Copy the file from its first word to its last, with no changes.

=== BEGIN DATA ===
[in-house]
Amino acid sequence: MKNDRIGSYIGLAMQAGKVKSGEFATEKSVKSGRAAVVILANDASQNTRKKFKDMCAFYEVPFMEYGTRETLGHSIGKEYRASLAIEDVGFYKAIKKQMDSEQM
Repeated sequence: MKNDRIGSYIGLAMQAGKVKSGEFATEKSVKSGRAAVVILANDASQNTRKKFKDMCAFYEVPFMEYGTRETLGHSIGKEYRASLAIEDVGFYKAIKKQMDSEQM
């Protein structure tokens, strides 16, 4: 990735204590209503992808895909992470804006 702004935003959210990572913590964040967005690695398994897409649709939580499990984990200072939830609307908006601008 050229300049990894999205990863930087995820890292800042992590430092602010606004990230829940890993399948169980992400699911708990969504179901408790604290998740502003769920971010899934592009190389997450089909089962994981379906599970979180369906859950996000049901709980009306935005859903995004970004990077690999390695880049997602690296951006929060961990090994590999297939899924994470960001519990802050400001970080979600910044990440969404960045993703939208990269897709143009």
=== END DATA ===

[in-house]
Amino acid sequence: MKNDRIGSYIGLAMQAGKVKSGEFATEKSVKSGRAAVVILANDASQNTRKKFKDMCAFYEVPFMEYGTRETLGHSIGKEYRASLAIEDVGFYKAIKKQMDSEQM
Repeated sequence: MKNDRIGSYIGLAMQAGKVKSGEFATEKSVKSGRAAVVILANDASQNTRKKFKDMCAFYEVPFMEYGTRETLGHSIGKEYRASLAIEDVGFYKAIKKQMDSEQM
């Protein structure tokens, strides 16, 4: 990735204590209503992808895909992470804006 702004935003959210990572913590964040967005690695398994897409649709939580499990984990200072939830609307908006601008 050229300049990894999205990863930087995820890292800042992590430092602010606004990230829940890993399948169980992400699911708990969504179901408790604290998740502003769920971010899934592009190389997450089909089962994981379906599970979180369906859950996000049901709980009306935005859903995004970004990077690999390695880049997602690296951006929060961990090994590999297939899924994470960001519990802050400001970080979600910044990440969404960045993703939208990269897709143009």